On how AI can help in dealing with such problems, Katja presented examples of the use of AI tools in the development of medicines and the allocation of the suitable medical treatment. AI can also be deployed to help with designing clinical trials, enabling us to prior identify patients who are most likely to respond to certain substances.


The representative of the biochemistry and chemistry group, Tina Logonder, addressed the extremes in the field of chemistry. She presented the work of her group, which dealt with finding the extreme or optimum for the best thermodynamic folding of a protein. The problem was solved with Google’s AI tool DeepMind.

The use of AI tools is increasing significantly in the pharmaceutical field, and Tina highlighted the issue of lack of transparency. Twenty-five of the world’s largest pharmaceutical companies do not reveal how they use AI, nor what they are developing with the help of AI tools. When asked whether this could be resolved through additional regulatory frameworks, Tina explained that medicine development in the pharmaceutical industry is not a transparent process in itself. Due to competition and patenting purposes, companies do not disclose which drugs they are developing and how, so even with the integration of AI, the panelist does not expect major changes in this area.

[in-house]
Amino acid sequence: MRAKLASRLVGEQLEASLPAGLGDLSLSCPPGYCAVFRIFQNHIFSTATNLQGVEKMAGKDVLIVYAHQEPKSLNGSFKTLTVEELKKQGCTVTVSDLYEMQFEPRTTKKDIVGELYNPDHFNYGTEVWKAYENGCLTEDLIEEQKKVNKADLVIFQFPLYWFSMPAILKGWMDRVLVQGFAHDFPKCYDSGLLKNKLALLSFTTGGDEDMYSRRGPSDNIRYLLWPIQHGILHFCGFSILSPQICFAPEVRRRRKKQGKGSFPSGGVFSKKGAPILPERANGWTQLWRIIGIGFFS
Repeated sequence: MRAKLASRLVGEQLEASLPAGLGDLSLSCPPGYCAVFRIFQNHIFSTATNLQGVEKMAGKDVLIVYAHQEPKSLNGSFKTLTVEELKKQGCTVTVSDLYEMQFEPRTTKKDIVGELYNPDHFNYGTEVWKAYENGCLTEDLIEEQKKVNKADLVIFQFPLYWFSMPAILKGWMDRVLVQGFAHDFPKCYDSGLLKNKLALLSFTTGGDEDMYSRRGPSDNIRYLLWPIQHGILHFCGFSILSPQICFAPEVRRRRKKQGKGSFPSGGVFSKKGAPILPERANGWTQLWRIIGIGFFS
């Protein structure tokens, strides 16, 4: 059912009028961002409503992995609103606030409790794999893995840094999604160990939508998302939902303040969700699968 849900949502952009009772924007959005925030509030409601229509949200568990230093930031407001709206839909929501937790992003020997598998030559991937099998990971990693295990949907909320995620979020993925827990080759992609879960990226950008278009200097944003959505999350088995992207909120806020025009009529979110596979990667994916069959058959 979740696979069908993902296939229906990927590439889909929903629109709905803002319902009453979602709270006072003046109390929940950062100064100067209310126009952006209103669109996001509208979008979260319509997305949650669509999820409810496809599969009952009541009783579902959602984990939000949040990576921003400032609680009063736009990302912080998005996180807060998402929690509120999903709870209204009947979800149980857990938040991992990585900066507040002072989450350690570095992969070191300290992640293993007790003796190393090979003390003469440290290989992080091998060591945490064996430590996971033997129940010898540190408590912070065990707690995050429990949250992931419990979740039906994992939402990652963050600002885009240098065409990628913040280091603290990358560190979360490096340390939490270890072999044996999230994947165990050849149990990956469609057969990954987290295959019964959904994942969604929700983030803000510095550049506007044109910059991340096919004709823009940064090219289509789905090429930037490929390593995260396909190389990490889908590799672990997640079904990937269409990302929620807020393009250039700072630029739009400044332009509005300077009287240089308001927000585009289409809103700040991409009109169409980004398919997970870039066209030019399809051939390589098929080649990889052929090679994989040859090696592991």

We asked the panelists how they viewed the increased construction of AI infrastructure. Samotorčan described this as positive, as the construction enables a wider application of AI, the development of larger data models and thus more accurate results of AI tools. With the proliferation of various AI aids and their increasing reliability, researchers can reach for AI integration more often. The panelists emphasized how this significantly reduces research costs.

We turned to the audience, who asked questions regarding the environmental impact of AI. One participant pointed out that the computing power required to train AI models has been doubling every 3,4 months since 2012. The development, maintenance and disposal of AI technology thus produces a huge carbon footprint. The participant wondered if AI’s lowering of the research costs outweighs the environmental cost.

The Junior Fellows replied that in any case, stopping the development (and thus the negative environmental impact) of AI is unlikely. Samotorčan emphasized the importance of green energy, while Hrovat and Logonder cited examples where AI tools help reduce the carbon footprint. Although they recognize the extremely negative effects that the infrastructure in question leaves on the environment, they are optimistic that further development of AI might help reduce the carbon footprint through various energy-saving tools. Samotorčan joked that maybe artificial intelligence will solve this problem on its own.

ASEF Junior Fellow Tina Logonder addressing the environmental impact of AI